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Homeschooling Science Summer

Bubble Recipe and the Science Behind Bubbles

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My kids and I have always enjoyed blowing bubbles! We’ve tried using store-bought “bubble juice,” homemade recipes, and even unpoppable bubble recipes. We’ve used those little tiny bubble wands that come in the store-bought bubble containers. We’ve created our own bubble wands from supplies we have around the house (like string, Mason jar rings, etc.). We’ve used extra-large bubble wands and bubble wand sets

Only Passionate Curiosity Homemade Bubble Recipe

Here is one of the bubble juice recipes we’ve used that has worked well for us. It’s a simple recipe using ingredients you probably already have–except maybe the glycerine–but that’s easy to find. (I keep glycerine in the house because I add it to my homemade liquid hand soap recipe.) 

The Recipe

  • 6 cups water
  • 1/2 cup blue Dawn dish detergent-original formula
  • 1/2 cup corn starch
  • 1 tbsp baking powder
  • 1 tbsp glycerine (found in most drug stores)

The Instructions

Dissolve the cornstarch in the water, using a wire whisk to get any chunks out.

Gently, gently stir in the rest of the ingredients but try not to create bubbles in the mixture.

The hardest part of this recipe? Letting the mixture sit for at least an hour.

The Bubble Wand

This is an important step, obviously, because you need a way to get the bubble mixture into the air! You can use two long sticks with yarn tied to all four ends to create a rectangular wand in any size your kids can handle. You can use plastic or stainless steel straws with the yarn attached to each of the four ends. Or you can use pipe cleaners and make a loop in one end of them to create a smaller version. If you don’t have time or resources to make a homemade bubble wand for this activity, you can purchase an affordable one here.

Using a cookie sheet with sides, an aluminum pie plate, or a plastic tray, pour the solution deep enough to allow the wand to be covered with the solution when dipped.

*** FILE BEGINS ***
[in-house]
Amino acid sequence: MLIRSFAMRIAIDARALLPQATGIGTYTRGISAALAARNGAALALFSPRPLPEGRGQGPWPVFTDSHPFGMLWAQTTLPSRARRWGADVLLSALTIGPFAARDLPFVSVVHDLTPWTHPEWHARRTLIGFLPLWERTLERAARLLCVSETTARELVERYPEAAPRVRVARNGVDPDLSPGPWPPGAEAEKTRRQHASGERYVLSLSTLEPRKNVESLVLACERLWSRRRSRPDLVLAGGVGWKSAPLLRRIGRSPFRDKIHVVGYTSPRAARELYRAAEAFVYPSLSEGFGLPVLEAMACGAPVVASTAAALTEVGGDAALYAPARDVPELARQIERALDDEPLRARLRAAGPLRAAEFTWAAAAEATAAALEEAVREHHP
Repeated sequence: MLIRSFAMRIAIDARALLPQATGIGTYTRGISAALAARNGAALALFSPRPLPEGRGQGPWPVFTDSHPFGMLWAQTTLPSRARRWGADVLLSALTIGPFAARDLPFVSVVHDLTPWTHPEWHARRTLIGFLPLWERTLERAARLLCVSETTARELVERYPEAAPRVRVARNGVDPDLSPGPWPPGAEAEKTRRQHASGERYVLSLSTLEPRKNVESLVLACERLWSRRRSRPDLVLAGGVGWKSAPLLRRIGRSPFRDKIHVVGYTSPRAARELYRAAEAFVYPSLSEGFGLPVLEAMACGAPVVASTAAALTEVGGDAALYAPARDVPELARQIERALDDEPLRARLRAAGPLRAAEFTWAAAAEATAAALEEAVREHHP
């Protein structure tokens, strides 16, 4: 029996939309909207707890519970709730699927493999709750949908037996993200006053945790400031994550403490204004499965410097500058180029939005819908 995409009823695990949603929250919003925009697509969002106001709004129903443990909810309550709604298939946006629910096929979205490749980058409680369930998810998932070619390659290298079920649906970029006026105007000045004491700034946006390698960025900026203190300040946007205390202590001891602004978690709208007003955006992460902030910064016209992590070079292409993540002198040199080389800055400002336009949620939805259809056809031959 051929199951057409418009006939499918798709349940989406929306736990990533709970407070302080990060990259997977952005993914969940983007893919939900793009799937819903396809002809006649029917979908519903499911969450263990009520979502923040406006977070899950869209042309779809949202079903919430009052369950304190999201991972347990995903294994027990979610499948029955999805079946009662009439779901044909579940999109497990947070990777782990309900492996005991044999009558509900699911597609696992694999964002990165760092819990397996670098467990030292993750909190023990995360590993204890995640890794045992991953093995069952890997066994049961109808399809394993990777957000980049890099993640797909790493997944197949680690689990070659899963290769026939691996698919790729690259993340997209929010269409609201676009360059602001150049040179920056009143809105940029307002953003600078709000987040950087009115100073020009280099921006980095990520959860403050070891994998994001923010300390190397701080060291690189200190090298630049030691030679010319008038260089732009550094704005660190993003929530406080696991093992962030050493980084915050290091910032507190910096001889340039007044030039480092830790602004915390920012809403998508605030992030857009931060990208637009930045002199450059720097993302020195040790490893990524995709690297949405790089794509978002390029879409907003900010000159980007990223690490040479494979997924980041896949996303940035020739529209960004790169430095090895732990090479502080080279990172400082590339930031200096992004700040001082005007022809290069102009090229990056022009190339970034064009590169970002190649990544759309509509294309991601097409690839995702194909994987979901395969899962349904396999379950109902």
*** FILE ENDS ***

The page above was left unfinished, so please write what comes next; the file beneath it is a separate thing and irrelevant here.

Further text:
The Science

Bubbles are best attempted in the shade or on an overcast day. Why? Hot sunshine, or dry air, can make the bubbles evaporate quickly. And the reason bubbles pop so easily against a dry finger? The water molecules in the bubble mixture are attracted to your dry skin!

A bubble pops when the water, which is trapped between the layers of soap, evaporates. The glycerin mixes with the soap to make it thicker. The thicker skin of the glycerin bubbles keeps the water from evaporating as quickly, so they last longer. It also makes them stronger, so you can blow bigger bubbles.

How do bubbles actually form? The ends of the soap molecules crowd to the surface, trying to avoid the water, and stick out away from the layer of water molecules. As a result, water molecules separate from each other. The increased distance between the water molecules causes a decrease in surface tension, enabling bubbles to form.

Now that you know a little about the science behind bubbles, have a bubble recipe to try, and know how to make or buy all kinds of bubble wands, go outside and give it a try! 

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